The feast or reason and the flow of soul. Democracy in action, Australian Parliament

The feast of reason and the flow of soul. Democracy in action, Australian Parliament

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Week 67: Into the Dark

aurora borealisFirst, the good news. Here in the far north of England, our summer time stretches like silk across the sky. We are almost in White Nights territory and can read outside until nearly midnight (see Week 47). It follows, however, that at this time of year what passes for daylight blinks by like a moth’s eyelash. For the last few days, befuddled and bemused by the lack of melatonin, we have taken to standing under the kitchen lights, faces turned upwards in the middle of the day. To no avail: we are creatures of the dark, and feel drugged and stupefied with perpetual night-time. Like Hamlet’s dodgy uncle, we want to shout ‘Give me some light: away!’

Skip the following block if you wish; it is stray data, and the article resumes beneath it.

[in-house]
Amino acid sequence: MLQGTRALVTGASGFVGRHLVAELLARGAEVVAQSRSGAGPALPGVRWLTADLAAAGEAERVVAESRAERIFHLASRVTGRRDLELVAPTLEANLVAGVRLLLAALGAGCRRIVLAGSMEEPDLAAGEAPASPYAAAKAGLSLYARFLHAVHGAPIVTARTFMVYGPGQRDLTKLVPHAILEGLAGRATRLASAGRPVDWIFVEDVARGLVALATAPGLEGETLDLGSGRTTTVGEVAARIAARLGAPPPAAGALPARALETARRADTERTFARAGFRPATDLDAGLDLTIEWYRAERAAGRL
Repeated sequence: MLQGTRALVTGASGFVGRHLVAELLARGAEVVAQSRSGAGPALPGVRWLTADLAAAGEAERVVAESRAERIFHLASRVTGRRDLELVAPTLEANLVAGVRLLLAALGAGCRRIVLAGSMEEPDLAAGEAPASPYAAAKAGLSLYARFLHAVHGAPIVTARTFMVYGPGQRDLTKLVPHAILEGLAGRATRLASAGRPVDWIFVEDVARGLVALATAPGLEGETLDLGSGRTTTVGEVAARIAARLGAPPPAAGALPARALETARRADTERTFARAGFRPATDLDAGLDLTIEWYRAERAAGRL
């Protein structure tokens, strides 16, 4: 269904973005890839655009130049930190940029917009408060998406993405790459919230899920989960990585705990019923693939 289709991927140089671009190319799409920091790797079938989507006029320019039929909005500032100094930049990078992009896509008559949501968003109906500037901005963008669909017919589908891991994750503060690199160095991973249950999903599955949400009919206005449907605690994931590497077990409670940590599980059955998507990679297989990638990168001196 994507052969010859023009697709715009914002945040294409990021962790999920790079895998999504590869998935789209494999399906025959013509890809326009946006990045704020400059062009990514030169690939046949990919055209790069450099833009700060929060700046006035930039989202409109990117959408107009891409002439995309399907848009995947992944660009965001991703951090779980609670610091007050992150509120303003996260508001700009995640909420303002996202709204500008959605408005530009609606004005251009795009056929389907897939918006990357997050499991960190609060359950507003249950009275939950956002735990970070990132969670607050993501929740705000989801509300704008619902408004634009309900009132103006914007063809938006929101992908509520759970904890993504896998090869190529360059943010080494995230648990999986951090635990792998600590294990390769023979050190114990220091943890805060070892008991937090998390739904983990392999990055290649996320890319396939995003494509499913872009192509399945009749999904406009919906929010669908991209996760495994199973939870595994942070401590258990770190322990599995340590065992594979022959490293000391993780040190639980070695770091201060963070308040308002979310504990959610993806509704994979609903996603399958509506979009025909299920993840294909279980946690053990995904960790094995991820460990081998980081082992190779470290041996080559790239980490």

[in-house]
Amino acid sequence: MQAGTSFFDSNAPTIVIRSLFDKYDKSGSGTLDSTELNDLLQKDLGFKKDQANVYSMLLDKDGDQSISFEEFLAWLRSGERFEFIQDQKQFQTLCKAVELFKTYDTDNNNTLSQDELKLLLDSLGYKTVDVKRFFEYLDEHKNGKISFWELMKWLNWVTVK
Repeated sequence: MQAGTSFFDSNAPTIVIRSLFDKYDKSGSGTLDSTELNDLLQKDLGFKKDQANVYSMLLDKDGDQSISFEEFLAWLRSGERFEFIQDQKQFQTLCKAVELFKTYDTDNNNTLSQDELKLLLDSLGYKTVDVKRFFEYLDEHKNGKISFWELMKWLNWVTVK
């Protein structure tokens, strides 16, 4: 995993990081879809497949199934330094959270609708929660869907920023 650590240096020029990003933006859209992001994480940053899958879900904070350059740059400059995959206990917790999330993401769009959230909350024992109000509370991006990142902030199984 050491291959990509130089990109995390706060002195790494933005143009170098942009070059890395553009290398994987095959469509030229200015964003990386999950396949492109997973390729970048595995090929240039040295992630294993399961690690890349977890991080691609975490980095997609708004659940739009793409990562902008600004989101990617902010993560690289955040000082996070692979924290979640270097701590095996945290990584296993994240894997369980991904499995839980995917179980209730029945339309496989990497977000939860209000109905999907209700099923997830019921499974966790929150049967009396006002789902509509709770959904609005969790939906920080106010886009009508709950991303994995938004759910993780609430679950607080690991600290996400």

Because we humans are not built for nocturnal life. At some deep level of the soul we have always known this, and made our gods as creatures of the sun. Apollo Phoebus, Ra: the heavens are teeming with gods laying claim to being the sun-giver. GK Chesterton’s Father Brown story, ‘The Eye of Apollo’, which you will find in The Innocence of Father Brown, shows what happens, both physically and spiritually, to sun worshippers: nothing good, in short. Better Chesterton’s Priest of Apollo, a thoroughly bad hat, however, than the really rather embarrassing sun-lovers in DH Lawrence’s short story, ‘Sun’ (better by far, incidentally, if you are in the mood for short stories, to read Lawrence’s ‘The Rocking Horse Winner’ and ‘Odour of Chrysanthemums’). Even Agatha Christie’s outstandingly dull Evil Under the Sun plays along with what seems to be a theme, that sunlight is bad for us and we’re better off under our quiet English clouds. This is of course nonsense, as the good folk of the sixteenth and seventeenth centuries knew. You will have noticed that all the most romping Renaissance tragedies take place in Hot Countries. Yes, yes, I know that their heroes and heroines do not live happily ever after, and that we are actually supposed to be appalled at the goings-on in the languorously Mediterranean countries in which they are set – Spain (Thomas Kyd’s The Spanish Tragedy, Middleton and Rowley’s The Changeling, which, if you happen to be unfamiliar with it, is an absolute treat, full-to-bursting with horror and mayhem) and Italy (Middleton’s The Revenger’s Tragedy, Webster’s fabulously bizarre Duchess of Malfi). The point these English playwrights were ostensibly making was, in essence, my dear, murder and treachery, what else would you expect from Catholic countries? But actually of course they make Spain and Italy sound a lot more zizzy – all that sex, apart from anything else – than dreary old Puritan London in the drizzle